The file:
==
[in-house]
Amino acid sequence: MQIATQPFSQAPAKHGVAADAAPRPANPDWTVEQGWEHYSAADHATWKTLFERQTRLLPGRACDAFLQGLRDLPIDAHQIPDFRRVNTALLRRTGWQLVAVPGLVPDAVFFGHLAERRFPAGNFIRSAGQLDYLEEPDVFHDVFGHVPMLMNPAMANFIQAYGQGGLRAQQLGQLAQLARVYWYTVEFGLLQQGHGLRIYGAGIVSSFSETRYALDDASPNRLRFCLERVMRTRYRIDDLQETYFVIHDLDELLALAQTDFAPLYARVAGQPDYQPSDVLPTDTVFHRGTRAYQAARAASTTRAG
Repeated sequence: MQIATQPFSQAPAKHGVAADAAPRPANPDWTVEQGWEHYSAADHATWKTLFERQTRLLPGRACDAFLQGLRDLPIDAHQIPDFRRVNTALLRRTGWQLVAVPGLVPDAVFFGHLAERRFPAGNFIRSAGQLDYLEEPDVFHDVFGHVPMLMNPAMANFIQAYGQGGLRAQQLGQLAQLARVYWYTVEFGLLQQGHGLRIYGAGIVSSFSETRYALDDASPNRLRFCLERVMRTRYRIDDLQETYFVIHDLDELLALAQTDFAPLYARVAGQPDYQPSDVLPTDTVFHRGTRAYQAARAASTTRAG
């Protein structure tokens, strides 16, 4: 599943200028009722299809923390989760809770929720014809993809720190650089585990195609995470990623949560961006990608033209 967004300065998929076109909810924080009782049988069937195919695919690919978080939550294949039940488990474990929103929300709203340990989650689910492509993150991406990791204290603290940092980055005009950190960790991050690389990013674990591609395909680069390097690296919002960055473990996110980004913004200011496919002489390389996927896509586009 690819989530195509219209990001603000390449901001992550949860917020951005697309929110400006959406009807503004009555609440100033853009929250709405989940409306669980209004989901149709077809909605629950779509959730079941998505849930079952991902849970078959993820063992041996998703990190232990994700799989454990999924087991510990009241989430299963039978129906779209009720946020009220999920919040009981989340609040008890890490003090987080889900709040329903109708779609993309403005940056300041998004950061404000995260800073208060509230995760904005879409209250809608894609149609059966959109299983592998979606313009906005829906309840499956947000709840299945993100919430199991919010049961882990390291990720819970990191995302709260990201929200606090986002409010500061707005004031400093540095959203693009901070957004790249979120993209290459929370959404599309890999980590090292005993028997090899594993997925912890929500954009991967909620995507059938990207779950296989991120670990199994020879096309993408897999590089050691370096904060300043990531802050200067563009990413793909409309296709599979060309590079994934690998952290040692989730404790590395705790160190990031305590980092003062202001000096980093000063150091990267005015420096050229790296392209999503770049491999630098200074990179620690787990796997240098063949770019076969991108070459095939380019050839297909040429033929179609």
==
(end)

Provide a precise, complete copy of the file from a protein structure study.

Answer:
[in-house]
Amino acid sequence: MQIATQPFSQAPAKHGVAADAAPRPANPDWTVEQGWEHYSAADHATWKTLFERQTRLLPGRACDAFLQGLRDLPIDAHQIPDFRRVNTALLRRTGWQLVAVPGLVPDAVFFGHLAERRFPAGNFIRSAGQLDYLEEPDVFHDVFGHVPMLMNPAMANFIQAYGQGGLRAQQLGQLAQLARVYWYTVEFGLLQQGHGLRIYGAGIVSSFSETRYALDDASPNRLRFCLERVMRTRYRIDDLQETYFVIHDLDELLALAQTDFAPLYARVAGQPDYQPSDVLPTDTVFHRGTRAYQAARAASTTRAG
Repeated sequence: MQIATQPFSQAPAKHGVAADAAPRPANPDWTVEQGWEHYSAADHATWKTLFERQTRLLPGRACDAFLQGLRDLPIDAHQIPDFRRVNTALLRRTGWQLVAVPGLVPDAVFFGHLAERRFPAGNFIRSAGQLDYLEEPDVFHDVFGHVPMLMNPAMANFIQAYGQGGLRAQQLGQLAQLARVYWYTVEFGLLQQGHGLRIYGAGIVSSFSETRYALDDASPNRLRFCLERVMRTRYRIDDLQETYFVIHDLDELLALAQTDFAPLYARVAGQPDYQPSDVLPTDTVFHRGTRAYQAARAASTTRAG
């Protein structure tokens, strides 16, 4: 599943200028009722299809923390989760809770929720014809993809720190650089585990195609995470990623949560961006990608033209 967004300065998929076109909810924080009782049988069937195919695919690919978080939550294949039940488990474990929103929300709203340990989650689910492509993150991406990791204290603290940092980055005009950190960790991050690389990013674990591609395909680069390097690296919002960055473990996110980004913004200011496919002489390389996927896509586009 690819989530195509219209990001603000390449901001992550949860917020951005697309929110400006959406009807503004009555609440100033853009929250709405989940409306669980209004989901149709077809909605629950779509959730079941998505849930079952991902849970078959993820063992041996998703990190232990994700799989454990999924087991510990009241989430299963039978129906779209009720946020009220999920919040009981989340609040008890890490003090987080889900709040329903109708779609993309403005940056300041998004950061404000995260800073208060509230995760904005879409209250809608894609149609059966959109299983592998979606313009906005829906309840499956947000709840299945993100919430199991919010049961882990390291990720819970990191995302709260990201929200606090986002409010500061707005004031400093540095959203693009901070957004790249979120993209290459929370959404599309890999980590090292005993028997090899594993997925912890929500954009991967909620995507059938990207779950296989991120670990199994020879096309993408897999590089050691370096904060300043990531802050200067563009990413793909409309296709599979060309590079994934690998952290040692989730404790590395705790160190990031305590980092003062202001000096980093000063150091990267005015420096050229790296392209999503770049491999630098200074990179620690787990796997240098063949770019076969991108070459095939380019050839297909040429033929179609």